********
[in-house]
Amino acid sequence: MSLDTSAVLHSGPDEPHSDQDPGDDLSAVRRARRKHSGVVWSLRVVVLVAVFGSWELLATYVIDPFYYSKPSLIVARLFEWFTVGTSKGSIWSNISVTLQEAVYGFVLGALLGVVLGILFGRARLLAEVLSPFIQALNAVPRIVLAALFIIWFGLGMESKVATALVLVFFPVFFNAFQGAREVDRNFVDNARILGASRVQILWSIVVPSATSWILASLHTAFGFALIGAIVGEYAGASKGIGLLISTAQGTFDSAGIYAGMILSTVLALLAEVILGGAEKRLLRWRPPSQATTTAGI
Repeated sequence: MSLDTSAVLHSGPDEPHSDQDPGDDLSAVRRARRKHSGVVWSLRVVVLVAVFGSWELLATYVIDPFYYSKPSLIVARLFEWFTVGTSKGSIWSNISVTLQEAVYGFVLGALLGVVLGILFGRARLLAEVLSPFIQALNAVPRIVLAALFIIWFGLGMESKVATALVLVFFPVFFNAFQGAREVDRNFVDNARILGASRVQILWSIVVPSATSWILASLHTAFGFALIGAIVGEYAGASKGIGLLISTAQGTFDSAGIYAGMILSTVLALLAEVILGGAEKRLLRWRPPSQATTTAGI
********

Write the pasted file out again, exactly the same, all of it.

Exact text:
[in-house]
Amino acid sequence: MSLDTSAVLHSGPDEPHSDQDPGDDLSAVRRARRKHSGVVWSLRVVVLVAVFGSWELLATYVIDPFYYSKPSLIVARLFEWFTVGTSKGSIWSNISVTLQEAVYGFVLGALLGVVLGILFGRARLLAEVLSPFIQALNAVPRIVLAALFIIWFGLGMESKVATALVLVFFPVFFNAFQGAREVDRNFVDNARILGASRVQILWSIVVPSATSWILASLHTAFGFALIGAIVGEYAGASKGIGLLISTAQGTFDSAGIYAGMILSTVLALLAEVILGGAEKRLLRWRPPSQATTTAGI
Repeated sequence: MSLDTSAVLHSGPDEPHSDQDPGDDLSAVRRARRKHSGVVWSLRVVVLVAVFGSWELLATYVIDPFYYSKPSLIVARLFEWFTVGTSKGSIWSNISVTLQEAVYGFVLGALLGVVLGILFGRARLLAEVLSPFIQALNAVPRIVLAALFIIWFGLGMESKVATALVLVFFPVFFNAFQGAREVDRNFVDNARILGASRVQILWSIVVPSATSWILASLHTAFGFALIGAIVGEYAGASKGIGLLISTAQGTFDSAGIYAGMILSTVLALLAEVILGGAEKRLLRWRPPSQATTTAGI